Results from several research studies combined with increasing public tensions surrounding physician-assisted suicide have fueled a growing awareness of the inadequacies of end-of-life care. Investigators also suggest that intensive care unit nurses have a limited role in end-of-life decision making and care planning. This article explores cultural issues influencing end-of-life care in intensive care units, explores factors surrounding the limited involvement of critical care nurses in end-of-life decision making and care planning, and offers recommendations for changing nursing practice. Because improving end-of-life care will require cultural changes, an understanding of the cultural issues involved is needed. Recommendations for changing nursing practice include a model of end-of-life care that incorporates the goals of both cure and comfort care, as well as a shared decision-making process. Nurses are essential to improving end-of-life care in today's intensive care units.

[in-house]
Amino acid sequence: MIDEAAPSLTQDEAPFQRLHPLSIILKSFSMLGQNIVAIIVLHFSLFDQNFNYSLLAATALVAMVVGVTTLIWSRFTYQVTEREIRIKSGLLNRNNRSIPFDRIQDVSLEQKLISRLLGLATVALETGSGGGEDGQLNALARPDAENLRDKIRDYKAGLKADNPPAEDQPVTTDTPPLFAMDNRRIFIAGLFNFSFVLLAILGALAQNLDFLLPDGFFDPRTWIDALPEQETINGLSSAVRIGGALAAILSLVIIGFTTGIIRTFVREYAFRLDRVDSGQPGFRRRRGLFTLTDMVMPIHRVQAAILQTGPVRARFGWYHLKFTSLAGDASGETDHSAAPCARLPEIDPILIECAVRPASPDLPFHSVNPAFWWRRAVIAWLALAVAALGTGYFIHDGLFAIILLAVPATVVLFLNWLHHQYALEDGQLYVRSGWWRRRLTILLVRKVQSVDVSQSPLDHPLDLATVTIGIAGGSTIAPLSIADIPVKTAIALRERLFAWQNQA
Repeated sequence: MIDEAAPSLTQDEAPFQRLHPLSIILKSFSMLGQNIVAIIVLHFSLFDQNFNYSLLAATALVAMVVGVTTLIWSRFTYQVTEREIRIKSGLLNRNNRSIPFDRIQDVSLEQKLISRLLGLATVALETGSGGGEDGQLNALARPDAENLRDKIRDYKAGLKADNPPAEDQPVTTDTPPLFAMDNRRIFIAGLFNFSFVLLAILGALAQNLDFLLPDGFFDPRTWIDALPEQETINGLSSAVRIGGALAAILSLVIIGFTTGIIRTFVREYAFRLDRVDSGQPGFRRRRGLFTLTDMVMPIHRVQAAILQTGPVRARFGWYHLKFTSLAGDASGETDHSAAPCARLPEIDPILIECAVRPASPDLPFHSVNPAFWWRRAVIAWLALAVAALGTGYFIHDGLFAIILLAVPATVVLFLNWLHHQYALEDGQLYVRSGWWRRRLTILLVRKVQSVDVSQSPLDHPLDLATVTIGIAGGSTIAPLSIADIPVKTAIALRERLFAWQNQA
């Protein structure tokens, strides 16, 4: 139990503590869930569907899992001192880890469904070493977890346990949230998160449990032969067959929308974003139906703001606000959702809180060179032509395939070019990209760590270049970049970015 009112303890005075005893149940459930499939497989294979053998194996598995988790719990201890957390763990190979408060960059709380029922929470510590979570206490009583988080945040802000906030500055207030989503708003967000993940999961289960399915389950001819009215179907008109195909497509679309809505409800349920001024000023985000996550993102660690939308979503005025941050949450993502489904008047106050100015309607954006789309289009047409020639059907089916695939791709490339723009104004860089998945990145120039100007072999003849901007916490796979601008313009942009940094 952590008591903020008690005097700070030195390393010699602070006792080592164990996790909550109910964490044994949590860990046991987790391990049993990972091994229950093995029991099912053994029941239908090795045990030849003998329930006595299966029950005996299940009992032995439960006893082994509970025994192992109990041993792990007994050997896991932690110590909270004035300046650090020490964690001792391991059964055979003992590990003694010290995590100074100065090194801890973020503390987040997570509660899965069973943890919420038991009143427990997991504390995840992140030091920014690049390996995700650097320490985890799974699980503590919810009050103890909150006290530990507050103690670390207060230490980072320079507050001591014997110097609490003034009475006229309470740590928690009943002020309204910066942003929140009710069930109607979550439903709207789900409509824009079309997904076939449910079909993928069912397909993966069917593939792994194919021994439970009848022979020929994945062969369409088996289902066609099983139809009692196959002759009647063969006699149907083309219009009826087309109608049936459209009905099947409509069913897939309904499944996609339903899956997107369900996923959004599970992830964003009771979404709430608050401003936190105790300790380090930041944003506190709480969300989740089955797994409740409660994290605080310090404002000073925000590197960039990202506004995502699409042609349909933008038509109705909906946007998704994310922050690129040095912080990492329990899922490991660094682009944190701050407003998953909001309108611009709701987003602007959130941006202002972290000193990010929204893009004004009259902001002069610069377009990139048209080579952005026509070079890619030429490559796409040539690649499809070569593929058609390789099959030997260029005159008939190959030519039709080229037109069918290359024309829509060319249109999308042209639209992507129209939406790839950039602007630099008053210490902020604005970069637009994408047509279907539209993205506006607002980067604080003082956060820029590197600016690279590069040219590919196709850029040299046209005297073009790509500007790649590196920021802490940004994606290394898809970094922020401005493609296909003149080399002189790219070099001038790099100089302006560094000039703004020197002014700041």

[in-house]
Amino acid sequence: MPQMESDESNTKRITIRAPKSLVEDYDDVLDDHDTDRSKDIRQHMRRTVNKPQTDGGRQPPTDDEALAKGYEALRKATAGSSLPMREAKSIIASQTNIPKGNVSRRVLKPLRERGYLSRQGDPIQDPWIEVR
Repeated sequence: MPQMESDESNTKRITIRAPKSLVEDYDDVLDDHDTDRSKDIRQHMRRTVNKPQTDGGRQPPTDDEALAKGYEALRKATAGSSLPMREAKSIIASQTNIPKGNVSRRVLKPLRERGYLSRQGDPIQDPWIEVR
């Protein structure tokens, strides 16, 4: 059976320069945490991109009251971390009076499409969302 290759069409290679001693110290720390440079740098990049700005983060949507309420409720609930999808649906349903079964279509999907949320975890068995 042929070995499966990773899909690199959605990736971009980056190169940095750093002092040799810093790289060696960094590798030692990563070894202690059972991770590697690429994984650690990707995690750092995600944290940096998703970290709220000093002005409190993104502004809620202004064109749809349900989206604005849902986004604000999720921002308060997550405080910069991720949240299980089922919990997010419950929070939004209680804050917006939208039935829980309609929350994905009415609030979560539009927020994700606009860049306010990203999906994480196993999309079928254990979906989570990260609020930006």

Articles| July 01 2001
End-of-life care in the intensive care unit: a challenge for nurses
Am J Crit Care (2001) 10 (4): 230–237.
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PA Miller, S Forbes, DK Boyle; End-of-life care in the intensive care unit: a challenge for nurses. Am J Crit Care 1 July 2001; 10 (4): 230–237. doi: https://doi.org/10.4037/ajcc2001.10.4.230
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